Wednesday, February 22, 2017

The Underground Railroad

From the Barnes and Noble Site:

The National Book Award Winner and #1 New York Times bestseller from Colson Whitehead, a magnificent tour de force chronicling a young slave's adventures as she makes a desperate bid for freedom in the antebellum South

The book caught my attention because it is a Oprah choice.  And the book held my attention as it moves along quite well.  Some of the scenes that the author paints are hard to read....but I am squeamish and found that I didn't have to actually put the book down because of the content even though much of it was TERRIBLE!

I read/listened to the book via audible.  Don't get caught up in the impossibleness of the underground train system in the time period being explored.  It is a means to an end in the story....and it really does work.  Of course, there were not actual underground railways in that time period.  But there were conductors and people who risked their lives to help runaway slaves.

I liked the information found at this link:


I lifted a review from the Audible site that sums the book up a bit and keeps me from having to take the time to write what has already been written:

There is an epidemic of narcotic abuse in this country. Dreamland tells the story of how this epidemic emerged. It follows an arc that begins with an enterprising region in Mexico that can produce heroin to the small towns across America that discovered a cheaper alternative to the prescribed narcotics like OxyContin. Narcotic abuse is rampant and prescribing habits may be contributing. Apart from the facts, this is a gripping the story.

The book is a bit long and repeats much of the material ....I found myself considering stopping in the middle and almost called a buddy to see if there was new "stuff" later on....but then I was caught up in the story again and was glad that I finished.  I would say that if Sam Quinones did as much excellent research in all of the places that he visited as he did in Portsmouth and Huntington, his research is beyond awesome.  When he talked about people and places that I know first hand, his information is right on!  I recommend this book to anyone who wants to better understand addiction and the current epidemic of overdoses.  I read/listened to it via audible.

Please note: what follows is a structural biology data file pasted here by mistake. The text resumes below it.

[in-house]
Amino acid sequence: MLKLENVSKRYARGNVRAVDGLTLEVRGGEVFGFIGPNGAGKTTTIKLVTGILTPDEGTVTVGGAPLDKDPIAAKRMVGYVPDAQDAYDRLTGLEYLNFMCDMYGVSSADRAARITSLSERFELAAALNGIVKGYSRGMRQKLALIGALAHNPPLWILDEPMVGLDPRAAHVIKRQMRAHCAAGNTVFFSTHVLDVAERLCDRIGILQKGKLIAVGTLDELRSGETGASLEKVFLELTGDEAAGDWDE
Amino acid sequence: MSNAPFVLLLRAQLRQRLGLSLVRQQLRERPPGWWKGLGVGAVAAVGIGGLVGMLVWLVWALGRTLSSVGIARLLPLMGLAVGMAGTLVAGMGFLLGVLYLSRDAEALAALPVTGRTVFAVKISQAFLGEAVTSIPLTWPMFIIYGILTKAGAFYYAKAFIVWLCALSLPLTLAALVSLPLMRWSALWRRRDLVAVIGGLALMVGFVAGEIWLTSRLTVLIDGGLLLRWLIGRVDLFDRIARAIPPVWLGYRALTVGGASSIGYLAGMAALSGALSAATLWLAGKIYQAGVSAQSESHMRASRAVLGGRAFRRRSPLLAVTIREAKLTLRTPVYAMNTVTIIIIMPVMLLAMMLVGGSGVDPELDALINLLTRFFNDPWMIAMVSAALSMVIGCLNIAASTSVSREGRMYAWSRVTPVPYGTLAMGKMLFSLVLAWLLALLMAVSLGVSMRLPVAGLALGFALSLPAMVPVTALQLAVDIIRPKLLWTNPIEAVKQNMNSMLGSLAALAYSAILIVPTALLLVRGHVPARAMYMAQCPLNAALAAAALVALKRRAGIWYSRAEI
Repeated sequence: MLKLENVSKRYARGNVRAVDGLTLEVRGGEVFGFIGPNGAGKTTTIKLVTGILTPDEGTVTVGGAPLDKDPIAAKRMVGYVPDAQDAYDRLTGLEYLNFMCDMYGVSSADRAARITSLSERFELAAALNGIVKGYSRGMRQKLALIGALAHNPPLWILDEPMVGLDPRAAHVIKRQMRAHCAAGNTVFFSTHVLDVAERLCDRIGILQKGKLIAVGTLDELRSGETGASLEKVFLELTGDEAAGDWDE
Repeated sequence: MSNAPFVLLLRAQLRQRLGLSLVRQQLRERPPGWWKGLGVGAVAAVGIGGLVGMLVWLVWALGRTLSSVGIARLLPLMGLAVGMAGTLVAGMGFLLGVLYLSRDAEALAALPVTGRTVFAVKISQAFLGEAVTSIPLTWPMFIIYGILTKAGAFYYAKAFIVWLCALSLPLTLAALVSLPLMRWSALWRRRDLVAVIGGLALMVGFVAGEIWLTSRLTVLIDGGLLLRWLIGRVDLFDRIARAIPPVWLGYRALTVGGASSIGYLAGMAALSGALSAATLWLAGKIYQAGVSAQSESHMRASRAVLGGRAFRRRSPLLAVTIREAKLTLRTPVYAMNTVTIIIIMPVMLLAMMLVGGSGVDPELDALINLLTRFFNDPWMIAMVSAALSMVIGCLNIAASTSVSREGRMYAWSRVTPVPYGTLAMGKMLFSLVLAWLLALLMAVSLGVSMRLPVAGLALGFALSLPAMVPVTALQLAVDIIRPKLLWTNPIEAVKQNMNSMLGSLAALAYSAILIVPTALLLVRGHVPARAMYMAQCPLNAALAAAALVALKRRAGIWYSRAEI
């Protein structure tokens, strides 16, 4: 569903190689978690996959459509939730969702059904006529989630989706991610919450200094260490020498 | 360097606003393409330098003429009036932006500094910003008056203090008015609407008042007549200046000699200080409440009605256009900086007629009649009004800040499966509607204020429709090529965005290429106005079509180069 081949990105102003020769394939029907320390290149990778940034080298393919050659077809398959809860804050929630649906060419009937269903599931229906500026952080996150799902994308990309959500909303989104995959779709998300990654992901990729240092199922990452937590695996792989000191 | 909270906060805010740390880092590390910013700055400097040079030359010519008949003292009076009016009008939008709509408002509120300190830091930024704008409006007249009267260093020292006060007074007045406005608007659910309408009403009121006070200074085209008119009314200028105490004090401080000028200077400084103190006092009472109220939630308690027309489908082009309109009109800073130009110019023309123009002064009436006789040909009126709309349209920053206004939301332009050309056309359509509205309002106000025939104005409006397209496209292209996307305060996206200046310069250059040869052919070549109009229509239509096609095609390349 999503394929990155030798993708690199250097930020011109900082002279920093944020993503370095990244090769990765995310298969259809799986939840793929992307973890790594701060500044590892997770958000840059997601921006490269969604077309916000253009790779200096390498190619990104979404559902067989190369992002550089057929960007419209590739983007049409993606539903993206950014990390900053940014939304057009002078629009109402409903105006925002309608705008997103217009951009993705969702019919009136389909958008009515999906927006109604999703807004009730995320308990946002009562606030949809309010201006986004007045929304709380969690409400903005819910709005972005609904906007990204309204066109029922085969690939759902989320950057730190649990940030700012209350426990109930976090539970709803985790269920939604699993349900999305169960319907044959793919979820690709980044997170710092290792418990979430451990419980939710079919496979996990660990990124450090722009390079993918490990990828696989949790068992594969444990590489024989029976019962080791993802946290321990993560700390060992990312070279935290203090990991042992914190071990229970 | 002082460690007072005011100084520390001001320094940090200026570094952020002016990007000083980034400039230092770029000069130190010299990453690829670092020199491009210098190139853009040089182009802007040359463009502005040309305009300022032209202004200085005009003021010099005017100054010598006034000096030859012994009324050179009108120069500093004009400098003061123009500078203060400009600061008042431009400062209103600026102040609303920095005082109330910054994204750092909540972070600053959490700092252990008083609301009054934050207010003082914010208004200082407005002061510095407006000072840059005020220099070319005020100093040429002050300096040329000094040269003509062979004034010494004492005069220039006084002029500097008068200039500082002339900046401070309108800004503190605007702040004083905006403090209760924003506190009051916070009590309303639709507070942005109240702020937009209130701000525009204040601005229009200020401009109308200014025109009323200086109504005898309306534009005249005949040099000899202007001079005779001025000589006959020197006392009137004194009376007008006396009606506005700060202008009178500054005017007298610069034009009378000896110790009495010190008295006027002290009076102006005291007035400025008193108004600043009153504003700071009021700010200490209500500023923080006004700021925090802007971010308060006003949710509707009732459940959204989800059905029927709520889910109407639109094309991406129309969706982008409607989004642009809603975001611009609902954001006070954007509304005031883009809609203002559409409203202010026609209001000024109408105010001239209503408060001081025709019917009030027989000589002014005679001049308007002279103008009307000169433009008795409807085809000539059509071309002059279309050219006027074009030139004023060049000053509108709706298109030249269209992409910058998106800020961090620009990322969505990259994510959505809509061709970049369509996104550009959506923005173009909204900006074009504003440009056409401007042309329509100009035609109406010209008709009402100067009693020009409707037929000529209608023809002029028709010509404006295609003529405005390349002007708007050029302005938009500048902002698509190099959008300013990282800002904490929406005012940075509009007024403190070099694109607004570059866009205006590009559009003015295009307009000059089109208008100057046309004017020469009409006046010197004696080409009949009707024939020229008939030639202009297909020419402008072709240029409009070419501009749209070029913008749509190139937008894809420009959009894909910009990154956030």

Sunday, January 22, 2017

Audible and light books

My book collection is so heavy on history and historical fiction that when it is time to choose a new book, it isn't always simple.  Audible sent an e-mail today with a list of light, entertaining books.  I didn't buy one, but I don't want to loose the list.  Access it in my inbox with search terms:  Easy on the Ears.

Tuesday, January 3, 2017

Chosen by a Horse

Below is taken from blurb on website:  
The horse Susan Richards chose for rescue wouldn’t be corralled into her waiting trailer. Instead Lay Me Down, a former racehorse with a foal close on her heels, walked right up that ramp and into Susan’s life. This gentle creature―malnourished, plagued by pneumonia and an eye infection―had endured a rough road, but somehow her heart was still open and generous. It seemed fated that she would come into Susan’s paddock and teach her how to embrace the joys of life despite the dangers of living. 

This book came across audible on one of their buy one and get one free sales.  I probably wouldn't have bought it normally nor read it otherwise.  But having just finished The Rosie Project and being in the middle of Christmas craziness, I was looking for something a bit light.  Not the best book that I ever read.  But the lady had a story to tell, and the story was nice.  Listened to the book via